Lecture 10 Supplemental Notebook

Data 100, Fall 2020

Suraj Rampure, with updates by Fernando PĂ©rez.

In [1]:
import matplotlib.pyplot as plt
import numpy as np
import pandas as pd
import seaborn as sns

sns.set_theme(style='darkgrid', font_scale = 1.5,
              rc={'figure.figsize':(7,5)})

#plt.rc('figure', dpi=100, figsize=(7, 5))
#plt.rc('font', size=12)
rng = np.random.default_rng()

Scale

In [2]:
ppdf = pd.DataFrame(dict(Cancer=[2007371, 935573], Abortion=[289750, 327000]), 
                    index=pd.Series([2006, 2013], 
                    name="Year"))
ppdf
Out[2]:
Cancer Abortion
Year
2006 2007371 289750
2013 935573 327000
In [3]:
ax = sns.lineplot(data=ppdf, markers=True)
ax.set_title("Planned Parenthood Procedures")
ax.set_xticks([2006, 2013])
ax.set_ylabel("Service count");

Let's now compute the relative change between the two years...

In [4]:
rel_change = 100*(ppdf.loc[2013] - ppdf.loc[2006])/ppdf.loc[2006]
rel_change.name = "Percent Change"
rel_change
Out[4]:
Cancer     -53.39312
Abortion    12.85591
Name: Percent Change, dtype: float64
In [5]:
ax = sns.barplot(x=rel_change.index, y=rel_change)
ax.axhline(0, color='black')
ax.set_title("Percent Change in Number of Procedures");

Current Population Survey

In [6]:
cps = pd.read_csv("edInc2.csv")
cps
Out[6]:
educ gender income
0 1 Men 517
1 1 Women 409
2 2 Men 751
3 2 Women 578
4 3 Men 872
5 3 Women 661
6 4 Men 1249
7 4 Women 965
8 5 Men 1385
9 5 Women 1049
In [7]:
cps = cps.replace({'educ':{1:"<HS", 2:"HS", 3:"<BA", 4:"BA", 5:">BA"}})
cps.columns = ['Education', 'Gender', 'Income']
cps
Out[7]:
Education Gender Income
0 <HS Men 517
1 <HS Women 409
2 HS Men 751
3 HS Women 578
4 <BA Men 872
5 <BA Women 661
6 BA Men 1249
7 BA Women 965
8 >BA Men 1385
9 >BA Women 1049
In [8]:
# Let's pick our colors specifically using color_palette()
blue_red = ["#397eb7", "#bf1518"]
with sns.color_palette(sns.color_palette(blue_red)):
    ax = sns.pointplot(data=cps, x = "Education", y = "Income", hue = "Gender")

ax.set_title("2014 Median Weekly Earnings\nFull-Time Workers over 25 years old");

Now, let's compute the income gap as a relative quantity between men and women. Recall that the structure of the dataframe is as follows:

In [9]:
cps.head()
Out[9]:
Education Gender Income
0 <HS Men 517
1 <HS Women 409
2 HS Men 751
3 HS Women 578
4 <BA Men 872

This calls for using groupby by Gender, so that we can separate the data for both genders, and then compute the ratio:

In [10]:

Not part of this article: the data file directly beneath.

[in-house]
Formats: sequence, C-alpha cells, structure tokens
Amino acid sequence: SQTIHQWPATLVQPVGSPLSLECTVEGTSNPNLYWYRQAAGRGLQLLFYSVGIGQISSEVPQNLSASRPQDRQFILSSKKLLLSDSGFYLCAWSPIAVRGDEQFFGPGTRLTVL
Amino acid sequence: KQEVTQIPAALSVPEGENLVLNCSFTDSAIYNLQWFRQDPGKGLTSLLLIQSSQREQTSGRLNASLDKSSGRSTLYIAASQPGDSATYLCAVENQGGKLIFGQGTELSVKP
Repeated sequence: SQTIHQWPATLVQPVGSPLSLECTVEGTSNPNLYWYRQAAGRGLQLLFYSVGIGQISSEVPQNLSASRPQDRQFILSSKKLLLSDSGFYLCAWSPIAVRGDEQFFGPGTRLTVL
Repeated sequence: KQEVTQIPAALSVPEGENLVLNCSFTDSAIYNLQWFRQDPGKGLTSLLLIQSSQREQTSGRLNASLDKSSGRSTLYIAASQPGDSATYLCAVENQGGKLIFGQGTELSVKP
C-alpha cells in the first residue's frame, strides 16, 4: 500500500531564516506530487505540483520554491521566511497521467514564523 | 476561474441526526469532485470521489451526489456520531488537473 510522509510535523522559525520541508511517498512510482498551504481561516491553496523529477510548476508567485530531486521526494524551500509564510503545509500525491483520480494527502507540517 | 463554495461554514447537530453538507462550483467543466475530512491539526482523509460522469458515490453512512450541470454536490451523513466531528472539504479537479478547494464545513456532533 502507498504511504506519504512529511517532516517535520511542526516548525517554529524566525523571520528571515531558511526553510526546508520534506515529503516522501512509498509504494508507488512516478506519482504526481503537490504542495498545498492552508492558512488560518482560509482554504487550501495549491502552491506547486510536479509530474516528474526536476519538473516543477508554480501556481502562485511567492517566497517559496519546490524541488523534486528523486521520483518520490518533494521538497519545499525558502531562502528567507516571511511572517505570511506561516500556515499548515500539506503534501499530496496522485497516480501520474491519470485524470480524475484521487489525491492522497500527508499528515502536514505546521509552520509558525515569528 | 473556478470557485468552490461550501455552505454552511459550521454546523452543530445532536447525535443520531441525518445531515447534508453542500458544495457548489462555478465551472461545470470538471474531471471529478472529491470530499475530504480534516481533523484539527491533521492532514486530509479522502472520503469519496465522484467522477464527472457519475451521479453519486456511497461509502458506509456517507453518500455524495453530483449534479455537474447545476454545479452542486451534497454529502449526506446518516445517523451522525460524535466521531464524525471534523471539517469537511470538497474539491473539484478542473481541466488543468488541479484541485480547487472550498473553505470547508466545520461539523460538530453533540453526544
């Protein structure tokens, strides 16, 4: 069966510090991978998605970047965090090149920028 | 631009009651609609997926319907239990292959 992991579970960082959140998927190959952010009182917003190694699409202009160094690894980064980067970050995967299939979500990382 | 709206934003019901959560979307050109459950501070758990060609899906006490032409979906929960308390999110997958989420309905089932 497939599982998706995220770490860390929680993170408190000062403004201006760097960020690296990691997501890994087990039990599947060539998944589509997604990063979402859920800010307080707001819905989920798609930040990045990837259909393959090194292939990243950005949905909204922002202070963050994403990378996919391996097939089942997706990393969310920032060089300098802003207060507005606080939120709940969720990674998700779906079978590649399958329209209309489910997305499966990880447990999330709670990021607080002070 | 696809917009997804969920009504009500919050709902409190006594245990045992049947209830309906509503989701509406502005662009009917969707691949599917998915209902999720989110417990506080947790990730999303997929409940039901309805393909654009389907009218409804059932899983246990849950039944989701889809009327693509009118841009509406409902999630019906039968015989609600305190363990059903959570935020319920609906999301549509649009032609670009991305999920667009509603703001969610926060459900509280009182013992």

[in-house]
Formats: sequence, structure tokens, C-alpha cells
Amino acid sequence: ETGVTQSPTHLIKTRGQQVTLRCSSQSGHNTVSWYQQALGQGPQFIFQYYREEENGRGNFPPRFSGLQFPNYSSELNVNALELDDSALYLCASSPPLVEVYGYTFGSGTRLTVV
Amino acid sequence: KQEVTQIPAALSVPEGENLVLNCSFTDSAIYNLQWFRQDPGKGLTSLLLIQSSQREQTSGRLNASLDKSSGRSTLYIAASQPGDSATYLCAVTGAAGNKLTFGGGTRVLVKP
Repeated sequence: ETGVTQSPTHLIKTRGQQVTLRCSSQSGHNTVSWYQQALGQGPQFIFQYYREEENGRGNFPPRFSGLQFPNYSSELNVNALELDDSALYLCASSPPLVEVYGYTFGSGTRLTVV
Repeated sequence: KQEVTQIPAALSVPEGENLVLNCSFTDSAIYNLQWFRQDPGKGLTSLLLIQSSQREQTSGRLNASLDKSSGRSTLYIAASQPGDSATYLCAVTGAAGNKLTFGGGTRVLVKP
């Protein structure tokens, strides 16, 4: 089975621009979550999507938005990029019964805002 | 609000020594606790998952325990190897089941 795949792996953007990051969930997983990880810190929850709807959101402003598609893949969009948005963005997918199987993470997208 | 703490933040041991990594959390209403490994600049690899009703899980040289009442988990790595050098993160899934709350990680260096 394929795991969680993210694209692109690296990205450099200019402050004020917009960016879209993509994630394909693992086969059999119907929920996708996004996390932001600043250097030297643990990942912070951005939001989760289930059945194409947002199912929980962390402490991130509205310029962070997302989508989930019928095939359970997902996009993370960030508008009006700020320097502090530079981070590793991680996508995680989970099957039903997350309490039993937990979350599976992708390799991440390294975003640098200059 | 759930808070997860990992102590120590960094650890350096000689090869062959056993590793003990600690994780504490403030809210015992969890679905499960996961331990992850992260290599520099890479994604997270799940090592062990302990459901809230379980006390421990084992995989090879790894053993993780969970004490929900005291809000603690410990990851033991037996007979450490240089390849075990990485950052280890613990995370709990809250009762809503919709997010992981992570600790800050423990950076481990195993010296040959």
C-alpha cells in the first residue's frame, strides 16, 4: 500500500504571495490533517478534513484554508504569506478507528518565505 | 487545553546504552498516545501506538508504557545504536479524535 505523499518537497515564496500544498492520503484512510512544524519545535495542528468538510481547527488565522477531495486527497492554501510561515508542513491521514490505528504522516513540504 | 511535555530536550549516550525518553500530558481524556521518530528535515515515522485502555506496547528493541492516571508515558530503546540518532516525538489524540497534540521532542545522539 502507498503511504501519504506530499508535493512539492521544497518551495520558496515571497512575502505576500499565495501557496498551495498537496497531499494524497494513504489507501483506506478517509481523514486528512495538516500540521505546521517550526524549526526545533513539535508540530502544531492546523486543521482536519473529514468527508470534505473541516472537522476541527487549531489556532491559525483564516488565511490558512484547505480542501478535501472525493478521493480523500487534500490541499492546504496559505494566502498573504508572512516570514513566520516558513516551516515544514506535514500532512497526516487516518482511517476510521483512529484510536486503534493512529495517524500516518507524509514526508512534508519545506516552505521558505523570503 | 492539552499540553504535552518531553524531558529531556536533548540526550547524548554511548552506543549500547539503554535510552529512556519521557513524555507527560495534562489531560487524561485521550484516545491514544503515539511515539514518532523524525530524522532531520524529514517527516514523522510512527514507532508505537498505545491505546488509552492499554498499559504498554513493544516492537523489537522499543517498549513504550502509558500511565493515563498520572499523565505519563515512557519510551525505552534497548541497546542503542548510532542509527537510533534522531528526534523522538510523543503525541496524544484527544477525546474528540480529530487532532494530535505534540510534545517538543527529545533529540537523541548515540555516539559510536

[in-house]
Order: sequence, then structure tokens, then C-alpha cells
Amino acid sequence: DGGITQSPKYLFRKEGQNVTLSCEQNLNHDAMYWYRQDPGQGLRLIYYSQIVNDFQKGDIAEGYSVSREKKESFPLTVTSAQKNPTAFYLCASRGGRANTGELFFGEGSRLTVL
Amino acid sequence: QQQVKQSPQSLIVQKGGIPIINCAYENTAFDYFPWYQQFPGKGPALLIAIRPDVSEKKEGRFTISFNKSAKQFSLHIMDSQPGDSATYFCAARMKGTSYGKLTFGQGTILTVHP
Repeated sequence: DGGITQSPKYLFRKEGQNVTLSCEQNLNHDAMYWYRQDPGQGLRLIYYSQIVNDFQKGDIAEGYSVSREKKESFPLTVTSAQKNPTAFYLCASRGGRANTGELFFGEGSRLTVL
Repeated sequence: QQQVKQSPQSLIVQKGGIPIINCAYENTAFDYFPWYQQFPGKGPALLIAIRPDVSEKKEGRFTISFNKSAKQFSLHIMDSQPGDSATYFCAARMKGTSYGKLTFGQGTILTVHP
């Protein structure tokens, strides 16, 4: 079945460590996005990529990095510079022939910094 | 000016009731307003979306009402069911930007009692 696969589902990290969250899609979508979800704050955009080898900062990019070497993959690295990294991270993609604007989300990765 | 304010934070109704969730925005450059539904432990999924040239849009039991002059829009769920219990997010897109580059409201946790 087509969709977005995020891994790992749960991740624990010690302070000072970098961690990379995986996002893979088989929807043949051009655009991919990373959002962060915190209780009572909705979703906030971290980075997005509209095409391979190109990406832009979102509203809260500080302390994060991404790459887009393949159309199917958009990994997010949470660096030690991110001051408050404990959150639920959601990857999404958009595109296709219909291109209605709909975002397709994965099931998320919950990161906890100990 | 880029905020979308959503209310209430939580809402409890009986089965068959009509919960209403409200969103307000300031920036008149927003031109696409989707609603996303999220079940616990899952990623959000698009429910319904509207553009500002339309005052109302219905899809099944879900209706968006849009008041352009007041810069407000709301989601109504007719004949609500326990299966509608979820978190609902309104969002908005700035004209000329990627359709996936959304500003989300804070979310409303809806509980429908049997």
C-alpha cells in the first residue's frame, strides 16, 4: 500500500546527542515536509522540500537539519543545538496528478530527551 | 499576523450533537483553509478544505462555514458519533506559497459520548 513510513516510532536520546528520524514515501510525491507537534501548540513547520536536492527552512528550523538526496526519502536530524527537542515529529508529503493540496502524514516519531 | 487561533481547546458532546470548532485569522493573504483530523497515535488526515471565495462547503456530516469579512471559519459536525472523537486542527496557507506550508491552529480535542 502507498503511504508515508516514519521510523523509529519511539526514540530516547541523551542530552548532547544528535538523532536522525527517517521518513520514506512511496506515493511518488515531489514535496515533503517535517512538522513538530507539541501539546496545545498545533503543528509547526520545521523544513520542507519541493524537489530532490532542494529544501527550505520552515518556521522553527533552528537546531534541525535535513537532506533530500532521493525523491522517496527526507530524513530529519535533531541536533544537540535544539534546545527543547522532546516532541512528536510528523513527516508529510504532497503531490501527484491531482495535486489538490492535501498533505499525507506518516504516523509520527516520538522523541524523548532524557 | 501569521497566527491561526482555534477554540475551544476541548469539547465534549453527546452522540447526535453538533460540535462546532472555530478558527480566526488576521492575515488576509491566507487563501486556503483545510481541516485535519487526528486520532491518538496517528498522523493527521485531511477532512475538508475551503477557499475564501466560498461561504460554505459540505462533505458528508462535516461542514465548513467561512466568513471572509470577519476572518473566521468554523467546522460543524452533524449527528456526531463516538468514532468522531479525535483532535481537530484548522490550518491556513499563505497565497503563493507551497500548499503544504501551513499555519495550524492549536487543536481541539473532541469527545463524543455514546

cg = cps.set_index("Education").groupby("Gender")
men = cg.get_group("Men").drop("Gender", "columns")
women = cg.get_group("Women").drop("Gender", "columns")
display(men, women)
Income
Education
<HS 517
HS 751
<BA 872
BA 1249
>BA 1385
Income
Education
<HS 409
HS 578
<BA 661
BA 965
>BA 1049
In [11]:
mfratio = men/women
mfratio.columns = ["Income Ratio (M/F)"]
mfratio
Out[11]:
Income Ratio (M/F)
Education
<HS 1.264059
HS 1.299308
<BA 1.319213
BA 1.294301
>BA 1.320305
In [12]:
ax = sns.lineplot(data=mfratio, markers=True, legend=False);
ax.set_ylabel("Ratio")
ax.set_title("M/F Income Ratio as a function of education level");

Let's now compute the alternate ratio, F/M instead:

In [13]:
fmratio = women/men
fmratio.columns = ["Income Ratio (F/M)"]
fmratio
Out[13]:
Income Ratio (F/M)
Education
<HS 0.791103
HS 0.769640
<BA 0.758028
BA 0.772618
>BA 0.757401
In [14]:
ax = sns.lineplot(data=fmratio, markers=True, legend=False);
ax.set_ylabel("Ratio")
ax.set_title("F/M Income Ratio as a function of education level");

Overplotting

In [15]:
df = pd.read_csv('baby.csv')
In [16]:
plt.scatter(df['Maternal Height'], df['Birth Weight']);
plt.xlabel('Maternal Height')
plt.ylabel('Birth Weight');
In [17]:
plt.scatter(df['Maternal Height'], df['Birth Weight'], alpha = 0.4);
plt.xlabel('Maternal Height')
plt.ylabel('Birth Weight');
In [18]:
plt.scatter(data=df, x='Maternal Height', y='Birth Weight', alpha = 0.4);
plt.xlabel('Maternal Height')
plt.ylabel('Birth Weight');
In [19]:
r1, r2 = rng.normal(size=(2, len(df)))/3

plt.scatter(df['Maternal Height'] + r1, df['Birth Weight'] + r2, alpha = 0.4);
plt.xlabel('Maternal Height')
plt.ylabel('Birth Weight');

Kernel Density Estimates

In [20]:
points = [2.2, 2.8, 3.7, 5.3, 5.7]
In [21]:
plt.hist(points, bins=range(0, 10, 2), ec='w', density=True);

Let's define some kernels. We will explain these formulas momentarily. We'll also define some helper functions for visualization purposes.

In [22]:
def gaussian(x, z, a):
    # Gaussian kernel
    return (1/np.sqrt(2*np.pi*a**2)) * np.exp((-(x - z)**2 / (2 * a**2)))

def boxcar_basic(x, z, a):
    # Boxcar kernel
    if np.abs(x - z) <= a/2:
        return 1/a
    return 0

def boxcar(x, z, a):
    # Boxcar kernel
    cond = np.abs(x - z)
    return np.piecewise(x, [cond <= a/2, cond > a/2], [1/a, 0] )
In [23]:
def create_kde(kernel, pts, a):
    # Takes in a kernel, set aof points, and alpha
    # Returns the KDE as a function
    def f(x):
        output = 0
        for pt in pts:
            output += kernel(x, pt, a)
        return output / len(pts) # Normalization factor
    return f

def plot_kde(kernel, pts, a):
    # Calls create_kde and plots the corresponding KDE
    f = create_kde(kernel, pts, a)
    x = np.linspace(min(pts) - 5, max(pts) + 5, 1000)
    y = [f(xi) for xi in x]
    plt.plot(x, y);
    
def plot_separate_kernels(kernel, pts, a, norm=False):
    # Plots individual kernels, which are then summed to create the KDE
    x = np.linspace(min(pts) - 5, max(pts) + 5, 1000)
    for pt in pts:
        y = kernel(x, pt, a)
        if norm: